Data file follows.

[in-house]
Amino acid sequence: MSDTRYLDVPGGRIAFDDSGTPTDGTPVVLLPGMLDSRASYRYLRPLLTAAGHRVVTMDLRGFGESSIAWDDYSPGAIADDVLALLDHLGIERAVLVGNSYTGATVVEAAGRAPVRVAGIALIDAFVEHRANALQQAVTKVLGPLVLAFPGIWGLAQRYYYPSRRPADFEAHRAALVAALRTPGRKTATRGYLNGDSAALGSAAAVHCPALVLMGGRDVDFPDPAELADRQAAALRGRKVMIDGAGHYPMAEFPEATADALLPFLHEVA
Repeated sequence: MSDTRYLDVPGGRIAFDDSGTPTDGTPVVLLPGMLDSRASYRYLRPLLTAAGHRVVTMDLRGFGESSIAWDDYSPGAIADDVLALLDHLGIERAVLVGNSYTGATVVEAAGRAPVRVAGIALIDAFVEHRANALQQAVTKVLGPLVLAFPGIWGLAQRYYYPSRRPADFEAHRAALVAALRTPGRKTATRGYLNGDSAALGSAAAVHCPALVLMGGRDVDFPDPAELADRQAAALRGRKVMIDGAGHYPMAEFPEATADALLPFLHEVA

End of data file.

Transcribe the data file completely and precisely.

[in-house]
Amino acid sequence: MSDTRYLDVPGGRIAFDDSGTPTDGTPVVLLPGMLDSRASYRYLRPLLTAAGHRVVTMDLRGFGESSIAWDDYSPGAIADDVLALLDHLGIERAVLVGNSYTGATVVEAAGRAPVRVAGIALIDAFVEHRANALQQAVTKVLGPLVLAFPGIWGLAQRYYYPSRRPADFEAHRAALVAALRTPGRKTATRGYLNGDSAALGSAAAVHCPALVLMGGRDVDFPDPAELADRQAAALRGRKVMIDGAGHYPMAEFPEATADALLPFLHEVA
Repeated sequence: MSDTRYLDVPGGRIAFDDSGTPTDGTPVVLLPGMLDSRASYRYLRPLLTAAGHRVVTMDLRGFGESSIAWDDYSPGAIADDVLALLDHLGIERAVLVGNSYTGATVVEAAGRAPVRVAGIALIDAFVEHRANALQQAVTKVLGPLVLAFPGIWGLAQRYYYPSRRPADFEAHRAALVAALRTPGRKTATRGYLNGDSAALGSAAAVHCPALVLMGGRDVDFPDPAELADRQAAALRGRKVMIDGAGHYPMAEFPEATADALLPFLHEVA